STEVE INSKEEP, host:
Here's an update on the other major story we're following this morning: the fires in California.
Evacuation orders have been lifted in many parts of San Diego, but hundreds of thousands of residents have no homes to return to. Wildfires scorched hundreds of thousands of acres and they continue to burn in many backcountry areas. At the same time, officials have begun turning attention to rebuilding. They're also considering how to prepare for the next big firestorm.
As NPR's Scott Horsley reports.
SCOTT HORSLEY: Even before he drove down the narrow winding road that leads to his property in the San Diego suburb of Poway, Paul Kassel feared the worst. He and his family had fled their home at 3 a.m. on Monday. They later heard the wildfire swept right through their neighborhood.
Mr. PAUL KASSEL (Resident): My brother, who lost his home in the Cedar Fire four years ago, told me - call your house. If the phone rings, it's still there. If you get a busy signal, it's gone. And then I called, I got a busy signal.
HORSLEY: Even without warning, Kassel says, it was a shock to see the black and rubble of what used to be his home. A rod iron chair is still recognizable but Castle can't tell if it's where the kitchen was or maybe the game room. Two hula-hoops and a garden hose are the only things he managed to salvage.
Mr. KASSEL: There's nothing left. I mean, this is a 5500-square-foot home that is all the way down to the ground.
HORSLEY: Still, Kassel, his wife Cynthia, and their two children are safe. For the moment, they are living in a motor home with a few possessions they managed to bring with them.
Ms. CYNTHIA KASSEL (Resident): We got a few pictures but, you know, you never leave your house thinking that you're not coming back so, you know. We just -never thought that we won't be coming back.
HORSLEY: The wildfire has destroyed more than 80 homes in Poway and so far have claimed more than a thousand throughout San Diego County. Yesterday, residents were allowed to return to some of the badly burned areas.
Bob Myers, who lives a short distance away from the Kassels, was one of the lucky ones.
Mr. BOB MYERS (Resident): The house is okay. It's got soot and smells like smoke. And it burned, I mean, literally, around it. It blew these trees down; these tall eucalyptus. They just broke. They didn't burn down, they were just blown down. The wind must come through here at a hundred miles an hour.
HORSLEY: Myers looks ruefully around at the fire trucks now putting out hot spots in his neighborhoods. They were around to protect the area this week the way they have been for smaller fires in the past.
Mr. MYERS: Another fire that we had here, there was a truck at every single house. This time I don't think they were here at all. They just didn't have the resources and the fire was just flying. There's no way they could get in front of it. So what burned this time is what the fire wanted.
HORSLEY: Fire engines, air planes and ground crews were all stretched thin this week, as wildfires raged throughout Southern California. A giant firefighting sea plane that was supposed to arrive from Canada yesterday was temporarily held up by Customs.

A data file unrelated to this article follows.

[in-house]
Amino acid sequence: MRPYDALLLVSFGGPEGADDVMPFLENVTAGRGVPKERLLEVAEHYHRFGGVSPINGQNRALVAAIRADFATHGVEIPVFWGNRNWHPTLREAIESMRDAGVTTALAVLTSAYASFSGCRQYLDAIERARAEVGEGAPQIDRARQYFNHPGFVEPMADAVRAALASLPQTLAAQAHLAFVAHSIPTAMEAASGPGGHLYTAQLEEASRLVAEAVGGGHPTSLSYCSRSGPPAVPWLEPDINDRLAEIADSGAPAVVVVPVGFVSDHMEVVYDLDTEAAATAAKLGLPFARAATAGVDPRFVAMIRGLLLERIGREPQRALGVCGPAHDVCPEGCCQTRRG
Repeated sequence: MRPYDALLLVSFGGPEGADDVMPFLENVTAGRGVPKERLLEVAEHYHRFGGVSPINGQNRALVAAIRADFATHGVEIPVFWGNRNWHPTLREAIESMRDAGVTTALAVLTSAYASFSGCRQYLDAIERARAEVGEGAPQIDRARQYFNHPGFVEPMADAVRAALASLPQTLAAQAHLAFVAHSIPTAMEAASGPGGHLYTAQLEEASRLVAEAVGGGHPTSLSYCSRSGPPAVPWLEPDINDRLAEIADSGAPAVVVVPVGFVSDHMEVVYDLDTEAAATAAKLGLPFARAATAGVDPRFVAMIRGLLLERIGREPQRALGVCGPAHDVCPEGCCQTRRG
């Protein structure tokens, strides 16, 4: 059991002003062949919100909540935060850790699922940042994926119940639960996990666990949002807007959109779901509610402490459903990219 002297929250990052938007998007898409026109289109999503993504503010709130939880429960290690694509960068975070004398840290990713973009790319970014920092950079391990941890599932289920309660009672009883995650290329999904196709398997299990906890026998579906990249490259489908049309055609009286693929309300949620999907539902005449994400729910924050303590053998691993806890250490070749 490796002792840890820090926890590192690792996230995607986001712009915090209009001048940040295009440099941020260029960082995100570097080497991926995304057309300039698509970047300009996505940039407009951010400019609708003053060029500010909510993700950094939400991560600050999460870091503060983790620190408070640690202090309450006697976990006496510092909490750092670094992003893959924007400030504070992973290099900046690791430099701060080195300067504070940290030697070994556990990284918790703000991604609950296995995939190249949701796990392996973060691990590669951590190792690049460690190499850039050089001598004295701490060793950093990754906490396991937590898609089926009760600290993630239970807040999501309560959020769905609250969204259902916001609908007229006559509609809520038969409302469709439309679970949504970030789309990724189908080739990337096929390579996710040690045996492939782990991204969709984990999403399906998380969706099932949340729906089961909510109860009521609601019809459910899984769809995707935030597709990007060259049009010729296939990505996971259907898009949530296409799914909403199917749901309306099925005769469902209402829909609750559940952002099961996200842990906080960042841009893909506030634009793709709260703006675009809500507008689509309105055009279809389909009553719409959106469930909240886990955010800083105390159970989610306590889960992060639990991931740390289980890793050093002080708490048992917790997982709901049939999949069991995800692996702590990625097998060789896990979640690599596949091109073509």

Still, San Diego's Regional Fire Coordinator Kevin Crawford says more help is on the way.
Mr. KEVIN CRAWFORD (President, San Diego County Fire Chiefs Association): We have received a number of assets from outside of Southern California. They're starting to trickle down into San Diego County from the northern regions of California. That's a good thing. It will provide an opportunity for our personnel to get some needed rest.
HORSLEY: San Diego has been faulted in the past for not investing enough in its own firefighting resources, even after the 2003 Cedar Fire destroyed more than 2,000 homes.
County Supervisor Ron Roberts concedes there's a long way to go. But after briefing reporters inside the county's emergency operations center, he said the region is making progress.
Mr. RON ROBERTS (Chairman, San Diego Board of Supervisors): The county of San Diego now has two helicopters. The city has a helicopter. None of these assets were available to us but we have, with our own money, have put two in the air. I don't think anybody would begin to say that this is enough.
HORSLEY: Los Angeles County, for example, has about five times as many firefighting helicopters, even though it covers a smaller area than San Diego. The shortage of local resources leaves San Diego more dependent on outside help. And Roberts says this week every county in Southern California was clamoring for more firefighting tools.
Mr. ROBERTS: Do we want more? You betcha, absolutely, no question about it. To the extent that the squeaky wheel gets the grease, I'll continue to be the squeaky wheel.
HORSLEY: Even with fires still burning in San Diego, authorities are opening up offices to help victims with the rebuilding process.
Paul Kassel says his brother has nearly finished rebuilding after the Cedar Fire. It only took four years.
Scott Horsley, NPR News, San Diego.
NPR transcripts are created on a rush deadline by Verb8tm, Inc., an NPR contractor, and produced using a proprietary transcription process developed with NPR. This text may not be in its final form and may be updated or revised in the future. Accuracy and availability may vary. The authoritative record of NPR’s programming is the audio record.